States Expand Computer Science Classes

In my past blogs I’ve talked about how computer science is becoming increasingly stressed K-12 schools, particularly high school. Teachers, Administrators and Directors of Education want nothing more than to produce young minds that are smart, critical thinkers who can adapt and excel in society. Wherever you look in the world today, technology is changing and making our lives better day by day. The increase for the need of cybersecurity expertise has been proven year after year in the past decade. Demand for these types of jobs is high and the education system is responding to it.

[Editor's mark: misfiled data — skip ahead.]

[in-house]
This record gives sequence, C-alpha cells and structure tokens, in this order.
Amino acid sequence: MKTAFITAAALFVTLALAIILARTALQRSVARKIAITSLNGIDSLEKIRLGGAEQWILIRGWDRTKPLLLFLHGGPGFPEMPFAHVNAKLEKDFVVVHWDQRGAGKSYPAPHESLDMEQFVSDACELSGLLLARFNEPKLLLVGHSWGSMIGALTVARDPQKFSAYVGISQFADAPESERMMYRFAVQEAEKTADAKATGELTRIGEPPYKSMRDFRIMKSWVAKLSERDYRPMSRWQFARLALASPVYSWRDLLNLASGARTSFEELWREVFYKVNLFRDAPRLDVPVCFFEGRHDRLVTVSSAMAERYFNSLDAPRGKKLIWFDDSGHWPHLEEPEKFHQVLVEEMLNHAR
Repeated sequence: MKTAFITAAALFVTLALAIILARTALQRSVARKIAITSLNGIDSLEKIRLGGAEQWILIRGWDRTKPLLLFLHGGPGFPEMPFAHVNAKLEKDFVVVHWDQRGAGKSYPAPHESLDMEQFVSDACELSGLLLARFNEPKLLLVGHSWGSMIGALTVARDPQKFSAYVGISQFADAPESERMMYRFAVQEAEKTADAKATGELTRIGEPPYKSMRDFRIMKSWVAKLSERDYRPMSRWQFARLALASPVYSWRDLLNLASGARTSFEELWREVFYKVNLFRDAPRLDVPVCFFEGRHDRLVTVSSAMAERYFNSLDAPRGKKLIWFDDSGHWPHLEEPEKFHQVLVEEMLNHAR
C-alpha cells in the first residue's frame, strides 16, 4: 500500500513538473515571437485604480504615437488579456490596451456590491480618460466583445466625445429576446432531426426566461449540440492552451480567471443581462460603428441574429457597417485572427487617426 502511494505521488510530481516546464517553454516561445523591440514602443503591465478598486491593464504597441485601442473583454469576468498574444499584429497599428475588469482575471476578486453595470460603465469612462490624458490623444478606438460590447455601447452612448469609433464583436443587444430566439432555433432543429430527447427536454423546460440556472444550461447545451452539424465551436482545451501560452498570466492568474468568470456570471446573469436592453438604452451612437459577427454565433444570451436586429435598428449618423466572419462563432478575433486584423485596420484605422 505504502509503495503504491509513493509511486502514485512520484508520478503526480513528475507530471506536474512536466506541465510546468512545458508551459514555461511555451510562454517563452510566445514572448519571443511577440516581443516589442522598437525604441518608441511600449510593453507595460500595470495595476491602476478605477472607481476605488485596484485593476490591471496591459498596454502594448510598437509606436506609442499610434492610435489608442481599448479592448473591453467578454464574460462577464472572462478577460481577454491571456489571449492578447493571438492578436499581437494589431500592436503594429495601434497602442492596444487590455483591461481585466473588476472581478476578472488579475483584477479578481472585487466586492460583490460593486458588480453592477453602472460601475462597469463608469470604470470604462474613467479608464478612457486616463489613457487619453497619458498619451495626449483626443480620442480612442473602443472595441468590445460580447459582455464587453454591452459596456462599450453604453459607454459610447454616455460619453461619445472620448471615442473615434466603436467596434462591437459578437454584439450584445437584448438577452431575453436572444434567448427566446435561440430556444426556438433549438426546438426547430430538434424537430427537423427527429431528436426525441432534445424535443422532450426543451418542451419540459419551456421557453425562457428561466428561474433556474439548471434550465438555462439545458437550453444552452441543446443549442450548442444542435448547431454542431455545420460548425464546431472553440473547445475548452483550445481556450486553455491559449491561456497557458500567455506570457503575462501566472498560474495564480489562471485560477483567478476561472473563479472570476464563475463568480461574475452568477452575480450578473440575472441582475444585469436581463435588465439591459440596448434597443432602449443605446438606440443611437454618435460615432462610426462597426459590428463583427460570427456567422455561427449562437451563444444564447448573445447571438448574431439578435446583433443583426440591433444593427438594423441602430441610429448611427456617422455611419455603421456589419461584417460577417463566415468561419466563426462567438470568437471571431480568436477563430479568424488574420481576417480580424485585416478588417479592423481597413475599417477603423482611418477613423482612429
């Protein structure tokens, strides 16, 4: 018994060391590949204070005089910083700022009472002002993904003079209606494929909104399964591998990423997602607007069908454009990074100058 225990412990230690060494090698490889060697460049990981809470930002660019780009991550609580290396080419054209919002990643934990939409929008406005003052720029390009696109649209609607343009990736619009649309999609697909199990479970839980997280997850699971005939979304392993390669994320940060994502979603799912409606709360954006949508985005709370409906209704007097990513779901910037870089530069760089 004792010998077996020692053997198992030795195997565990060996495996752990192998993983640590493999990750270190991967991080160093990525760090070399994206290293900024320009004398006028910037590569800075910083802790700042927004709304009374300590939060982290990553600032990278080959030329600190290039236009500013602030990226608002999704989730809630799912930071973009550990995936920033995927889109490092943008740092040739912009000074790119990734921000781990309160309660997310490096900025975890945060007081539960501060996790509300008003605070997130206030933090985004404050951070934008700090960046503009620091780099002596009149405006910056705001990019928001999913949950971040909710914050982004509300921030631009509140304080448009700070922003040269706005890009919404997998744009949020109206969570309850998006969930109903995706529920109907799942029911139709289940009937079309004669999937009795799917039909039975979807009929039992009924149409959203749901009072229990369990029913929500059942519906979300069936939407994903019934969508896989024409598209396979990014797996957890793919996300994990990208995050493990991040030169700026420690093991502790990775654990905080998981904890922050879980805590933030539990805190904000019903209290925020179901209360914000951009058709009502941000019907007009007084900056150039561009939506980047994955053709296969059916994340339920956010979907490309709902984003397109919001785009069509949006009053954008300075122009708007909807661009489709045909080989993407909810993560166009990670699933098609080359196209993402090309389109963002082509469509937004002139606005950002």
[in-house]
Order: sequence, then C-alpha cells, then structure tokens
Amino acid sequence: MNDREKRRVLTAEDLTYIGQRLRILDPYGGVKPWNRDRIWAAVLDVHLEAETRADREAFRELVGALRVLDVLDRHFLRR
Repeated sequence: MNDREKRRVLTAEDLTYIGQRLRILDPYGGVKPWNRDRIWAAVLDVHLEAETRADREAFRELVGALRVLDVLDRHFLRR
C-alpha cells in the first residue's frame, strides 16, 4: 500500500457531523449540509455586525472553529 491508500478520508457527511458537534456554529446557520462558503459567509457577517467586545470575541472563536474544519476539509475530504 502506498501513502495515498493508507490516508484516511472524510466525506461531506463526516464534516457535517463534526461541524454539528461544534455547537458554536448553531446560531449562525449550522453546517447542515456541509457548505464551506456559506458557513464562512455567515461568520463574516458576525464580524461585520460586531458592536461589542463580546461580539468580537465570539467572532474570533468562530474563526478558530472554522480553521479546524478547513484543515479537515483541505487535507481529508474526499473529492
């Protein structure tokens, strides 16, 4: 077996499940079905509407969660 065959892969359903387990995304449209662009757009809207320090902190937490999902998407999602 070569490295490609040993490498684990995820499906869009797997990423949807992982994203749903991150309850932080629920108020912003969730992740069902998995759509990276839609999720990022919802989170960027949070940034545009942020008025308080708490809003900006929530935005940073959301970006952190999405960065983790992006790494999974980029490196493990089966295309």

Just this past December, Arkansas Governor, Ava Hutchinson signed into law a measure that requires high schools to offer computer science classes. Not surprisingly, the number of students enrolled in computer science courses skyrocketed from 1100 to over 4000 in just one year. This is a prime of example of how interested students are becoming in technology. When you think about the number of people in the world who own a smartphone ( projected to be 6.1B by 2020), the ability to use computer science to take advantage of that market is invaluable. Mobile applications are in more demand than any other form of technology today, and it seems as if anyone become rich off of an app. Hutchinson later goes on to say that he plans to increase this law to require students as young as Kindergarten to have some sort of computer science exposure. The Bureau of Labor Statistics projects the number of jobs in the STEM (Science, Technology, Engineering and Math) field to jump from 1.6 to 2.2m by 2022, that number alone supports this cause, and I believe it with continue to grow in the future.


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